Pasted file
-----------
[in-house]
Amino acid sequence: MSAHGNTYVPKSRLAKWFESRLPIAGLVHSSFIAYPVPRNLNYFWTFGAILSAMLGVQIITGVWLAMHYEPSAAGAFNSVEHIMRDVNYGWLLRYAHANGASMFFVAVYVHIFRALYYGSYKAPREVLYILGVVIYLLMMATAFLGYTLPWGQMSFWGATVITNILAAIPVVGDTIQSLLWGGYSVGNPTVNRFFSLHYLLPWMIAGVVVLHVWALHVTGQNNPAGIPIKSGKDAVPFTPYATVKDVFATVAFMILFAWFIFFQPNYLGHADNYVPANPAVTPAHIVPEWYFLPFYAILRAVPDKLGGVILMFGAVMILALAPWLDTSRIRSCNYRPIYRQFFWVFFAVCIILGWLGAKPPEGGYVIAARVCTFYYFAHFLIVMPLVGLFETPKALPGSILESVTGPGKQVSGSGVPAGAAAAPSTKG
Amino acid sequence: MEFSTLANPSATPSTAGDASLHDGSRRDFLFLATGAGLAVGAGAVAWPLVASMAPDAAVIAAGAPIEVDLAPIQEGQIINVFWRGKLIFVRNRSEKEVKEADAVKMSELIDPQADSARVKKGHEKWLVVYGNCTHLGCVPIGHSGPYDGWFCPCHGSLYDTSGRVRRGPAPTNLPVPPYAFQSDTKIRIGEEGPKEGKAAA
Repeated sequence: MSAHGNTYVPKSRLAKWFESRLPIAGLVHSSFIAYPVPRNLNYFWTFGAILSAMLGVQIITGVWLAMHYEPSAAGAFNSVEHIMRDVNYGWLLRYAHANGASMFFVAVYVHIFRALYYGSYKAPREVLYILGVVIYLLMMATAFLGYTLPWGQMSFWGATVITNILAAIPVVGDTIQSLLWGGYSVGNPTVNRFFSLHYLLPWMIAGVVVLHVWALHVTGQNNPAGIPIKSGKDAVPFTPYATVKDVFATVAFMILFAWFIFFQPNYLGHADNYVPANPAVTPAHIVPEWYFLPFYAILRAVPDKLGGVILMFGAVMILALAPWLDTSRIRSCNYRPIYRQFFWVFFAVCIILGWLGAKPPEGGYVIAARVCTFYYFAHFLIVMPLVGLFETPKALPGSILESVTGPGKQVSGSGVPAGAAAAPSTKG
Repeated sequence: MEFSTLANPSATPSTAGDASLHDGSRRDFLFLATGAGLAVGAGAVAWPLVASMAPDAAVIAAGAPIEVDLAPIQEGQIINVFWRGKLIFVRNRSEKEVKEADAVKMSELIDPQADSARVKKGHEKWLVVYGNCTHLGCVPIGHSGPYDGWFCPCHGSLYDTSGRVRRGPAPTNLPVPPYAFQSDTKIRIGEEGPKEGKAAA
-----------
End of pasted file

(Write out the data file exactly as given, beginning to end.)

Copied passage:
[in-house]
Amino acid sequence: MSAHGNTYVPKSRLAKWFESRLPIAGLVHSSFIAYPVPRNLNYFWTFGAILSAMLGVQIITGVWLAMHYEPSAAGAFNSVEHIMRDVNYGWLLRYAHANGASMFFVAVYVHIFRALYYGSYKAPREVLYILGVVIYLLMMATAFLGYTLPWGQMSFWGATVITNILAAIPVVGDTIQSLLWGGYSVGNPTVNRFFSLHYLLPWMIAGVVVLHVWALHVTGQNNPAGIPIKSGKDAVPFTPYATVKDVFATVAFMILFAWFIFFQPNYLGHADNYVPANPAVTPAHIVPEWYFLPFYAILRAVPDKLGGVILMFGAVMILALAPWLDTSRIRSCNYRPIYRQFFWVFFAVCIILGWLGAKPPEGGYVIAARVCTFYYFAHFLIVMPLVGLFETPKALPGSILESVTGPGKQVSGSGVPAGAAAAPSTKG
Amino acid sequence: MEFSTLANPSATPSTAGDASLHDGSRRDFLFLATGAGLAVGAGAVAWPLVASMAPDAAVIAAGAPIEVDLAPIQEGQIINVFWRGKLIFVRNRSEKEVKEADAVKMSELIDPQADSARVKKGHEKWLVVYGNCTHLGCVPIGHSGPYDGWFCPCHGSLYDTSGRVRRGPAPTNLPVPPYAFQSDTKIRIGEEGPKEGKAAA
Repeated sequence: MSAHGNTYVPKSRLAKWFESRLPIAGLVHSSFIAYPVPRNLNYFWTFGAILSAMLGVQIITGVWLAMHYEPSAAGAFNSVEHIMRDVNYGWLLRYAHANGASMFFVAVYVHIFRALYYGSYKAPREVLYILGVVIYLLMMATAFLGYTLPWGQMSFWGATVITNILAAIPVVGDTIQSLLWGGYSVGNPTVNRFFSLHYLLPWMIAGVVVLHVWALHVTGQNNPAGIPIKSGKDAVPFTPYATVKDVFATVAFMILFAWFIFFQPNYLGHADNYVPANPAVTPAHIVPEWYFLPFYAILRAVPDKLGGVILMFGAVMILALAPWLDTSRIRSCNYRPIYRQFFWVFFAVCIILGWLGAKPPEGGYVIAARVCTFYYFAHFLIVMPLVGLFETPKALPGSILESVTGPGKQVSGSGVPAGAAAAPSTKG
Repeated sequence: MEFSTLANPSATPSTAGDASLHDGSRRDFLFLATGAGLAVGAGAVAWPLVASMAPDAAVIAAGAPIEVDLAPIQEGQIINVFWRGKLIFVRNRSEKEVKEADAVKMSELIDPQADSARVKKGHEKWLVVYGNCTHLGCVPIGHSGPYDGWFCPCHGSLYDTSGRVRRGPAPTNLPVPPYAFQSDTKIRIGEEGPKEGKAAA